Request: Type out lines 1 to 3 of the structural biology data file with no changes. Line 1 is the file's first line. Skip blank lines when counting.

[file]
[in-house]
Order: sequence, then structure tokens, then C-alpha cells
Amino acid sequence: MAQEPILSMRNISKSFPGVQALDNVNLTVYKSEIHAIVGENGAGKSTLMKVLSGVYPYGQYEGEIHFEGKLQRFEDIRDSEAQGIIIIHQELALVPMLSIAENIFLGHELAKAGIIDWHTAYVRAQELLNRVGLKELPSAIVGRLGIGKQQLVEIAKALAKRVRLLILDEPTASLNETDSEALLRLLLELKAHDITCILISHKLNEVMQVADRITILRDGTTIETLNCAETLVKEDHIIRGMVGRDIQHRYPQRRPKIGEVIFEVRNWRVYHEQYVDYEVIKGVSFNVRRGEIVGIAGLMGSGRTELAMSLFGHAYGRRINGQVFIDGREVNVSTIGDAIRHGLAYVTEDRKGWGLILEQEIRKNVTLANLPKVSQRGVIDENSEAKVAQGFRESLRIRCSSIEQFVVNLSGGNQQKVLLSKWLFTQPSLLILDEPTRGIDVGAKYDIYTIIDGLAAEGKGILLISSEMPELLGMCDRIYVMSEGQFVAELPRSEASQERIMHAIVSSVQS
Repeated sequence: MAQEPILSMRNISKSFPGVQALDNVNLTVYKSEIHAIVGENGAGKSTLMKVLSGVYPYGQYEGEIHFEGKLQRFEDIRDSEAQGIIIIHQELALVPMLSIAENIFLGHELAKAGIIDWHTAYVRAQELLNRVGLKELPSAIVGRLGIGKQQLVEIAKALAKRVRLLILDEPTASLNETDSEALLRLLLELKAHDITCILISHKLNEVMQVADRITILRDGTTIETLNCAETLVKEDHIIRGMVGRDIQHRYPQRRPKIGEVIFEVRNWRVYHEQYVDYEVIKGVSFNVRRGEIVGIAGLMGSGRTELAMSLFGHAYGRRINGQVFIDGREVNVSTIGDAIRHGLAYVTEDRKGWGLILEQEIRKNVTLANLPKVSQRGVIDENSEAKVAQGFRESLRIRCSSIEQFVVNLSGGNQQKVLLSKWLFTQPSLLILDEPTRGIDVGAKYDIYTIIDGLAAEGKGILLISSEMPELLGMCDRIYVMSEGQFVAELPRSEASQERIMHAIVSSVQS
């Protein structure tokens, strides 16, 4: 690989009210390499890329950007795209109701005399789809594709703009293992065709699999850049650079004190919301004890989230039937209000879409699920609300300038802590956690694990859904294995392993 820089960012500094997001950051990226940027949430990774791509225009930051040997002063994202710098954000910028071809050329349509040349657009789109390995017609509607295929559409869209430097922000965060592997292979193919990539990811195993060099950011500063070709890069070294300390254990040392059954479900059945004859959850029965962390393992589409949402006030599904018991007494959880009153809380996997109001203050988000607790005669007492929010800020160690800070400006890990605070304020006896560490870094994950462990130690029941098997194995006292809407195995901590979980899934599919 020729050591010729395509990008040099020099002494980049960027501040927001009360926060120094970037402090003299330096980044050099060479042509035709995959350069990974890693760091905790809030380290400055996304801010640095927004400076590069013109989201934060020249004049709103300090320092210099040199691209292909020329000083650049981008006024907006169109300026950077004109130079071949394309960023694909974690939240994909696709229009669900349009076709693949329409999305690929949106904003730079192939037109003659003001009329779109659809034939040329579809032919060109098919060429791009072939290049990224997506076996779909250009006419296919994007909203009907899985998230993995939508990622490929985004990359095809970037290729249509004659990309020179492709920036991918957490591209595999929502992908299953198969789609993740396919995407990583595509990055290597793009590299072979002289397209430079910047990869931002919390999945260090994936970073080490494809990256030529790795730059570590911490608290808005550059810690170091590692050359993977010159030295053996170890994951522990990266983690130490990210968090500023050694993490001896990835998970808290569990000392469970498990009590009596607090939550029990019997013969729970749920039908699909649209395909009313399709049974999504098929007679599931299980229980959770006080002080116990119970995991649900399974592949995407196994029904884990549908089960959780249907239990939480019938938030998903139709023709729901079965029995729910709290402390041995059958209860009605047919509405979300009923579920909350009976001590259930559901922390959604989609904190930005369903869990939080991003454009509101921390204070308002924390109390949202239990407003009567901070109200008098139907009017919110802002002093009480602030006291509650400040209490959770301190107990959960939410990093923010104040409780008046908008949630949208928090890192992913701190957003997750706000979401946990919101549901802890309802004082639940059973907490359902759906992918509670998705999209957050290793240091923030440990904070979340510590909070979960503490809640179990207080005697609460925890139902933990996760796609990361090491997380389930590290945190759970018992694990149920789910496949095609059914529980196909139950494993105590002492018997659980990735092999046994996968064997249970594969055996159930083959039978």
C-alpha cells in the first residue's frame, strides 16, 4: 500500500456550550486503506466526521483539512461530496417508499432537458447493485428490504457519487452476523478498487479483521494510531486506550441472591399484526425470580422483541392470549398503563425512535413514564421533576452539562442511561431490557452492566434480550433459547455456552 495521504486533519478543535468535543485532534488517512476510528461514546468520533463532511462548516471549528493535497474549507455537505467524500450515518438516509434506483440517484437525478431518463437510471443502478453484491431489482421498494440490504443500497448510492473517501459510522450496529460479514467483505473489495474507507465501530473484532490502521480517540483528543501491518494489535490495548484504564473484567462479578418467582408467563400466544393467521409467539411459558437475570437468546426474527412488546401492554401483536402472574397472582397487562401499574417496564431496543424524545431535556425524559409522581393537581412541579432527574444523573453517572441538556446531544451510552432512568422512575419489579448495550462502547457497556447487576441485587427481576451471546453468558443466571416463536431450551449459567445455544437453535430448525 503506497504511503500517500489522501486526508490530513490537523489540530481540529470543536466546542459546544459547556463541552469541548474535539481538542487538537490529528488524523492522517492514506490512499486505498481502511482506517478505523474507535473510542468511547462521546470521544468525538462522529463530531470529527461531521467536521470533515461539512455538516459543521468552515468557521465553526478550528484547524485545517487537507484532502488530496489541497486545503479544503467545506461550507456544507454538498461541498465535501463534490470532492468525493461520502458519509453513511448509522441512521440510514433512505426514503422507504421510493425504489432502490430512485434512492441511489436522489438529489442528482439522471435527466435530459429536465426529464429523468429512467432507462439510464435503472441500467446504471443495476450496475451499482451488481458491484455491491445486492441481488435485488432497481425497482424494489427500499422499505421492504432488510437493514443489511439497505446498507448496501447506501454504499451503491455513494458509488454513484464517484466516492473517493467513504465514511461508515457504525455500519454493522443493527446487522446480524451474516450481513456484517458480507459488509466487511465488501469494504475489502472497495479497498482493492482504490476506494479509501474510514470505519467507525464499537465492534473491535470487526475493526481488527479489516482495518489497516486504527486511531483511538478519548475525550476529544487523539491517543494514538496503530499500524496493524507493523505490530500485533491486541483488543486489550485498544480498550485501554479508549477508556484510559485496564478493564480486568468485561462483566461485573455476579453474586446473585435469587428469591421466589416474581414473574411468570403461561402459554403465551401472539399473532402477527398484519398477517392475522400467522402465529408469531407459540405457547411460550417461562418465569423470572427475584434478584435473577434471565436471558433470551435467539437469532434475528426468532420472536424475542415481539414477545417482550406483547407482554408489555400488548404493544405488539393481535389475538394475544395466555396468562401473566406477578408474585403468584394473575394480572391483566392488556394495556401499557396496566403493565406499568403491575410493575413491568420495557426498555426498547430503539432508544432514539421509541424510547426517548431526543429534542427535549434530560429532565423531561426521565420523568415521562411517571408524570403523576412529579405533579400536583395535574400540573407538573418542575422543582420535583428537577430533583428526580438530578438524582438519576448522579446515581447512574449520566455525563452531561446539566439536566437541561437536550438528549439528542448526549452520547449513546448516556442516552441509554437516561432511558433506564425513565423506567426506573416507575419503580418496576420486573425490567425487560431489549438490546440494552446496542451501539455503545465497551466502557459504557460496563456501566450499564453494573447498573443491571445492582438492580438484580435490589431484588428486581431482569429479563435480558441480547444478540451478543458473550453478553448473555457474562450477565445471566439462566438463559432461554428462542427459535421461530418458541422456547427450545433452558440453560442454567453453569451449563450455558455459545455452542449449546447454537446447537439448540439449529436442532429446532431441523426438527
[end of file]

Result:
[in-house]
Order: sequence, then structure tokens, then C-alpha cells
Amino acid sequence: MAQEPILSMRNISKSFPGVQALDNVNLTVYKSEIHAIVGENGAGKSTLMKVLSGVYPYGQYEGEIHFEGKLQRFEDIRDSEAQGIIIIHQELALVPMLSIAENIFLGHELAKAGIIDWHTAYVRAQELLNRVGLKELPSAIVGRLGIGKQQLVEIAKALAKRVRLLILDEPTASLNETDSEALLRLLLELKAHDITCILISHKLNEVMQVADRITILRDGTTIETLNCAETLVKEDHIIRGMVGRDIQHRYPQRRPKIGEVIFEVRNWRVYHEQYVDYEVIKGVSFNVRRGEIVGIAGLMGSGRTELAMSLFGHAYGRRINGQVFIDGREVNVSTIGDAIRHGLAYVTEDRKGWGLILEQEIRKNVTLANLPKVSQRGVIDENSEAKVAQGFRESLRIRCSSIEQFVVNLSGGNQQKVLLSKWLFTQPSLLILDEPTRGIDVGAKYDIYTIIDGLAAEGKGILLISSEMPELLGMCDRIYVMSEGQFVAELPRSEASQERIMHAIVSSVQS